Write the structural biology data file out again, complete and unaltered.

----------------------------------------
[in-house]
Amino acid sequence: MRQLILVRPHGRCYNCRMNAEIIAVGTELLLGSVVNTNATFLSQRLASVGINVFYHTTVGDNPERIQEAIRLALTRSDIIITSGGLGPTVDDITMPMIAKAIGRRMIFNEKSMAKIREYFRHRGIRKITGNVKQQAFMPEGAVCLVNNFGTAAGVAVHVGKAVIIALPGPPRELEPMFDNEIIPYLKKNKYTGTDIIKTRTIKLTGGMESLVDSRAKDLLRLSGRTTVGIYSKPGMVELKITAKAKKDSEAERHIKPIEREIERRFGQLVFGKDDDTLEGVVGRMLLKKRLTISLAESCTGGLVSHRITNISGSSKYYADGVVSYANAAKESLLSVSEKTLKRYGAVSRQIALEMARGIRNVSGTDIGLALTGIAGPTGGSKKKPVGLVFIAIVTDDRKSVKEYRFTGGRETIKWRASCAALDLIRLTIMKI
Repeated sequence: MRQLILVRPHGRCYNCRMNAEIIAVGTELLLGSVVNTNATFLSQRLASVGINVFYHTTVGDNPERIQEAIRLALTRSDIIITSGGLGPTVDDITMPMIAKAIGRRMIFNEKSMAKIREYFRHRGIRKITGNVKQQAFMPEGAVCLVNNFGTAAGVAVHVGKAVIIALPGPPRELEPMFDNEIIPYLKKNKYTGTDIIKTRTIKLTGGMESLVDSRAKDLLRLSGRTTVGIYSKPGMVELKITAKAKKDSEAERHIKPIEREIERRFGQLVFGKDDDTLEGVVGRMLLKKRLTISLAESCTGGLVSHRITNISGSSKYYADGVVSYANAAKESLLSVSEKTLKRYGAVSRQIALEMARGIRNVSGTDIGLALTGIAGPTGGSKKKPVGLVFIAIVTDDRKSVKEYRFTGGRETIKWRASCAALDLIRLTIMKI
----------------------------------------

[in-house]
Amino acid sequence: MRQLILVRPHGRCYNCRMNAEIIAVGTELLLGSVVNTNATFLSQRLASVGINVFYHTTVGDNPERIQEAIRLALTRSDIIITSGGLGPTVDDITMPMIAKAIGRRMIFNEKSMAKIREYFRHRGIRKITGNVKQQAFMPEGAVCLVNNFGTAAGVAVHVGKAVIIALPGPPRELEPMFDNEIIPYLKKNKYTGTDIIKTRTIKLTGGMESLVDSRAKDLLRLSGRTTVGIYSKPGMVELKITAKAKKDSEAERHIKPIEREIERRFGQLVFGKDDDTLEGVVGRMLLKKRLTISLAESCTGGLVSHRITNISGSSKYYADGVVSYANAAKESLLSVSEKTLKRYGAVSRQIALEMARGIRNVSGTDIGLALTGIAGPTGGSKKKPVGLVFIAIVTDDRKSVKEYRFTGGRETIKWRASCAALDLIRLTIMKI
Repeated sequence: MRQLILVRPHGRCYNCRMNAEIIAVGTELLLGSVVNTNATFLSQRLASVGINVFYHTTVGDNPERIQEAIRLALTRSDIIITSGGLGPTVDDITMPMIAKAIGRRMIFNEKSMAKIREYFRHRGIRKITGNVKQQAFMPEGAVCLVNNFGTAAGVAVHVGKAVIIALPGPPRELEPMFDNEIIPYLKKNKYTGTDIIKTRTIKLTGGMESLVDSRAKDLLRLSGRTTVGIYSKPGMVELKITAKAKKDSEAERHIKPIEREIERRFGQLVFGKDDDTLEGVVGRMLLKKRLTISLAESCTGGLVSHRITNISGSSKYYADGVVSYANAAKESLLSVSEKTLKRYGAVSRQIALEMARGIRNVSGTDIGLALTGIAGPTGGSKKKPVGLVFIAIVTDDRKSVKEYRFTGGRETIKWRASCAALDLIRLTIMKI